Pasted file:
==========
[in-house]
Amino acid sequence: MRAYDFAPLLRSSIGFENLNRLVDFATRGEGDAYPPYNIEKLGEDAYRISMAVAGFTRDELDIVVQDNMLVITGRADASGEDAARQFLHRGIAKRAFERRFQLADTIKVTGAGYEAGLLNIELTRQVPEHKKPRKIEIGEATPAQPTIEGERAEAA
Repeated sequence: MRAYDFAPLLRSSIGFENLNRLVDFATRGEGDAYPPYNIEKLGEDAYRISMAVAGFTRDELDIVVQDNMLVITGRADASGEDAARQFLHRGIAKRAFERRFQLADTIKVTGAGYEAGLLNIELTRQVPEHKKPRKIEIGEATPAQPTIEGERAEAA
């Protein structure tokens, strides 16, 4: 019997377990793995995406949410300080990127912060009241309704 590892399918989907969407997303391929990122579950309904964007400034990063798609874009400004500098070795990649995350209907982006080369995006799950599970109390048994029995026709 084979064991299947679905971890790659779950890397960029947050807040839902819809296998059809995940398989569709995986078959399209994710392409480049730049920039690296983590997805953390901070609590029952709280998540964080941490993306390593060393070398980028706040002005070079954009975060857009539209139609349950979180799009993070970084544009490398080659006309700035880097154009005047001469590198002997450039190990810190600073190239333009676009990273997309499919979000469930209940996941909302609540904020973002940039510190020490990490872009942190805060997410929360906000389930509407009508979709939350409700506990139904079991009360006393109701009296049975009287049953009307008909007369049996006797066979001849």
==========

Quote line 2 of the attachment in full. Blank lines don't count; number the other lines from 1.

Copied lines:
Amino acid sequence: MRAYDFAPLLRSSIGFENLNRLVDFATRGEGDAYPPYNIEKLGEDAYRISMAVAGFTRDELDIVVQDNMLVITGRADASGEDAARQFLHRGIAKRAFERRFQLADTIKVTGAGYEAGLLNIELTRQVPEHKKPRKIEIGEATPAQPTIEGERAEAA